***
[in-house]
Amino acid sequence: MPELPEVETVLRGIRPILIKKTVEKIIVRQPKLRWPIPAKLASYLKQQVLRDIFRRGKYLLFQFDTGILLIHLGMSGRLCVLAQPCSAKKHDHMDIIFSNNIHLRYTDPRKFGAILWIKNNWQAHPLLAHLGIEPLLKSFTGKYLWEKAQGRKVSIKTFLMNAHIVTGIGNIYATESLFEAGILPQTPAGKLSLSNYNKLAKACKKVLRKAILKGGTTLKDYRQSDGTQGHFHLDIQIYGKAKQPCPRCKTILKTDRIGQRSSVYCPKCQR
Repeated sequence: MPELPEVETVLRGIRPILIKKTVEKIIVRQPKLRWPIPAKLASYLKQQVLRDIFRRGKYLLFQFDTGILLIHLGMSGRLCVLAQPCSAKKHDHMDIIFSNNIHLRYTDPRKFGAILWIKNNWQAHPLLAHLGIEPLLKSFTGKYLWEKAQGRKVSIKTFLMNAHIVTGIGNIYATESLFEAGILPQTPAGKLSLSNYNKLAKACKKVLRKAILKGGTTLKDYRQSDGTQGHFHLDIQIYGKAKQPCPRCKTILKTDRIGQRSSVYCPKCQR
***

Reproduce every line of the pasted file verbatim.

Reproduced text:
[in-house]
Amino acid sequence: MPELPEVETVLRGIRPILIKKTVEKIIVRQPKLRWPIPAKLASYLKQQVLRDIFRRGKYLLFQFDTGILLIHLGMSGRLCVLAQPCSAKKHDHMDIIFSNNIHLRYTDPRKFGAILWIKNNWQAHPLLAHLGIEPLLKSFTGKYLWEKAQGRKVSIKTFLMNAHIVTGIGNIYATESLFEAGILPQTPAGKLSLSNYNKLAKACKKVLRKAILKGGTTLKDYRQSDGTQGHFHLDIQIYGKAKQPCPRCKTILKTDRIGQRSSVYCPKCQR
Repeated sequence: MPELPEVETVLRGIRPILIKKTVEKIIVRQPKLRWPIPAKLASYLKQQVLRDIFRRGKYLLFQFDTGILLIHLGMSGRLCVLAQPCSAKKHDHMDIIFSNNIHLRYTDPRKFGAILWIKNNWQAHPLLAHLGIEPLLKSFTGKYLWEKAQGRKVSIKTFLMNAHIVTGIGNIYATESLFEAGILPQTPAGKLSLSNYNKLAKACKKVLRKAILKGGTTLKDYRQSDGTQGHFHLDIQIYGKAKQPCPRCKTILKTDRIGQRSSVYCPKCQR